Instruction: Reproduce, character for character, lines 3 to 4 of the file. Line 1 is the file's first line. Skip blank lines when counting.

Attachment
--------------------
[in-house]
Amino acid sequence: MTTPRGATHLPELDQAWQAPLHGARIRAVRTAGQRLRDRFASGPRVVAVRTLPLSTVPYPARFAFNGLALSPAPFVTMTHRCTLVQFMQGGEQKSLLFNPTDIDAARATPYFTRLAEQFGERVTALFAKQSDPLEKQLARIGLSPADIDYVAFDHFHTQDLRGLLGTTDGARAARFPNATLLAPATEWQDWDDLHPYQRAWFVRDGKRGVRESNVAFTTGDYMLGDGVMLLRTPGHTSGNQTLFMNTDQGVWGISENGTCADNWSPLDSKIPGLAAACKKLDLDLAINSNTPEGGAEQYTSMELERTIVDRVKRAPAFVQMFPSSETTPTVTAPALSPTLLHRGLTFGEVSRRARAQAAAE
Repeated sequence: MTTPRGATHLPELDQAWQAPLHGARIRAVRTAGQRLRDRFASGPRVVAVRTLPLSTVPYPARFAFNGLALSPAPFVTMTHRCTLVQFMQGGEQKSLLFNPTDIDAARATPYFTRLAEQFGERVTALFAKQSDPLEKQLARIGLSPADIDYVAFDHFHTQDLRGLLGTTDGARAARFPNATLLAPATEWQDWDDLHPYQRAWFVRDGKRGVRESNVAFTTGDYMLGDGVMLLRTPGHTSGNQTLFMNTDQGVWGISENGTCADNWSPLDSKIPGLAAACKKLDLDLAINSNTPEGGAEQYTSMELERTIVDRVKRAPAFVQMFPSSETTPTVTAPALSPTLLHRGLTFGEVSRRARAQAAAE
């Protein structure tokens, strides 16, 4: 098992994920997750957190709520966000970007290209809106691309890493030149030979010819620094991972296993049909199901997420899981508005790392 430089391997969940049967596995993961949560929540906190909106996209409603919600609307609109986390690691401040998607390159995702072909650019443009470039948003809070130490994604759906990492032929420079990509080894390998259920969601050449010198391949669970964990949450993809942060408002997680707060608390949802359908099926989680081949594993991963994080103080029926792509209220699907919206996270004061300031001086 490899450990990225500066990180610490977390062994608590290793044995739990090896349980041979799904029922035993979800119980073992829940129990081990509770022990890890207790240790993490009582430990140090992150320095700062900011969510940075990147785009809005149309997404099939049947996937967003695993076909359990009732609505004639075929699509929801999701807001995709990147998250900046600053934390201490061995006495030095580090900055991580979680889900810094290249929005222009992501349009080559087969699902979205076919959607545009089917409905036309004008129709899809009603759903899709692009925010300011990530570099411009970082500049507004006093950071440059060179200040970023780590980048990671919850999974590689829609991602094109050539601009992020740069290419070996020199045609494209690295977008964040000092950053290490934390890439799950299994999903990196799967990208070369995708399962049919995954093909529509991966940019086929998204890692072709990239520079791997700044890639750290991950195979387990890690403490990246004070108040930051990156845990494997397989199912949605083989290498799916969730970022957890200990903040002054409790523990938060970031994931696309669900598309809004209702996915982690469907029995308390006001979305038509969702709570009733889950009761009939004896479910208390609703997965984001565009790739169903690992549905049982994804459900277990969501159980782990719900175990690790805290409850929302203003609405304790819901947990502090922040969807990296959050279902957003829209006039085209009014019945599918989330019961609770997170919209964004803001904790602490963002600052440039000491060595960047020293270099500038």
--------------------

Repeated sequence: MTTPRGATHLPELDQAWQAPLHGARIRAVRTAGQRLRDRFASGPRVVAVRTLPLSTVPYPARFAFNGLALSPAPFVTMTHRCTLVQFMQGGEQKSLLFNPTDIDAARATPYFTRLAEQFGERVTALFAKQSDPLEKQLARIGLSPADIDYVAFDHFHTQDLRGLLGTTDGARAARFPNATLLAPATEWQDWDDLHPYQRAWFVRDGKRGVRESNVAFTTGDYMLGDGVMLLRTPGHTSGNQTLFMNTDQGVWGISENGTCADNWSPLDSKIPGLAAACKKLDLDLAINSNTPEGGAEQYTSMELERTIVDRVKRAPAFVQMFPSSETTPTVTAPALSPTLLHRGLTFGEVSRRARAQAAAE
């Protein structure tokens, strides 16, 4: 098992994920997750957190709520966000970007290209809106691309890493030149030979010819620094991972296993049909199901997420899981508005790392 430089391997969940049967596995993961949560929540906190909106996209409603919600609307609109986390690691401040998607390159995702072909650019443009470039948003809070130490994604759906990492032929420079990509080894390998259920969601050449010198391949669970964990949450993809942060408002997680707060608390949802359908099926989680081949594993991963994080103080029926792509209220699907919206996270004061300031001086 490899450990990225500066990180610490977390062994608590290793044995739990090896349980041979799904029922035993979800119980073992829940129990081990509770022990890890207790240790993490009582430990140090992150320095700062900011969510940075990147785009809005149309997404099939049947996937967003695993076909359990009732609505004639075929699509929801999701807001995709990147998250900046600053934390201490061995006495030095580090900055991580979680889900810094290249929005222009992501349009080559087969699902979205076919959607545009089917409905036309004008129709899809009603759903899709692009925010300011990530570099411009970082500049507004006093950071440059060179200040970023780590980048990671919850999974590689829609991602094109050539601009992020740069290419070996020199045609494209690295977008964040000092950053290490934390890439799950299994999903990196799967990208070369995708399962049919995954093909529509991966940019086929998204890692072709990239520079791997700044890639750290991950195979387990890690403490990246004070108040930051990156845990494997397989199912949605083989290498799916969730970022957890200990903040002054409790523990938060970031994931696309669900598309809004209702996915982690469907029995308390006001979305038509969702709570009733889950009761009939004896479910208390609703997965984001565009790739169903690992549905049982994804459900277990969501159980782990719900175990690790805290409850929302203003609405304790819901947990502090922040969807990296959050279902957003829209006039085209009014019945599918989330019961609770997170919209964004803001904790602490963002600052440039000491060595960047020293270099500038």